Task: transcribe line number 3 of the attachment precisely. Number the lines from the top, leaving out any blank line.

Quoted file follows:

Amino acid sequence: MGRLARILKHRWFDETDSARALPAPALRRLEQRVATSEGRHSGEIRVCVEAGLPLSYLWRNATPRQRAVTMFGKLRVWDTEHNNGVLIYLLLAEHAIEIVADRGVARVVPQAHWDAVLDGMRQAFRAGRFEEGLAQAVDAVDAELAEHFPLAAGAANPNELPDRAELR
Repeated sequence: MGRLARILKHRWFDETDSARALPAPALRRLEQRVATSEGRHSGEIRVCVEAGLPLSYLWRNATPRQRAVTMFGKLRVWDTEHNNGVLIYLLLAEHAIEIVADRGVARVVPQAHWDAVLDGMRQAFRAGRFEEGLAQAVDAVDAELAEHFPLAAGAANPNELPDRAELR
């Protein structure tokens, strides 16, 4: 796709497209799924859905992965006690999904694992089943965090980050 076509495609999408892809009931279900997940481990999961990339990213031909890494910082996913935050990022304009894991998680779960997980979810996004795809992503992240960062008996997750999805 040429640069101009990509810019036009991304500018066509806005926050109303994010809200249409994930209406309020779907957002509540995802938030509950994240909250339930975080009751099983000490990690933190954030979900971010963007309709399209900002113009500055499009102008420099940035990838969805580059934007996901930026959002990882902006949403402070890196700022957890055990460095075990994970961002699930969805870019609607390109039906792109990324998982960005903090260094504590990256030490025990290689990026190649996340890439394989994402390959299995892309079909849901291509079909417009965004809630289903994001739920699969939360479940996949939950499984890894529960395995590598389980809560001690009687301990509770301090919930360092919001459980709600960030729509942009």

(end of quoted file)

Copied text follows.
């Protein structure tokens, strides 16, 4: 796709497209799924859905992965006690999904694992089943965090980050 076509495609999408892809009931279900997940481990999961990339990213031909890494910082996913935050990022304009894991998680779960997980979810996004795809992503992240960062008996997750999805 040429640069101009990509810019036009991304500018066509806005926050109303994010809200249409994930209406309020779907957002509540995802938030509950994240909250339930975080009751099983000490990690933190954030979900971010963007309709399209900002113009500055499009102008420099940035990838969805580059934007996901930026959002990882902006949403402070890196700022957890055990460095075990994970961002699930969805870019609607390109039906792109990324998982960005903090260094504590990256030490025990290689990026190649996340890439394989994402390959299995892309079909849901291509079909417009965004809630289903994001739920699969939360479940996949939950499984890894529960395995590598389980809560001690009687301990509770301090919930360092919001459980709600960030729509942009």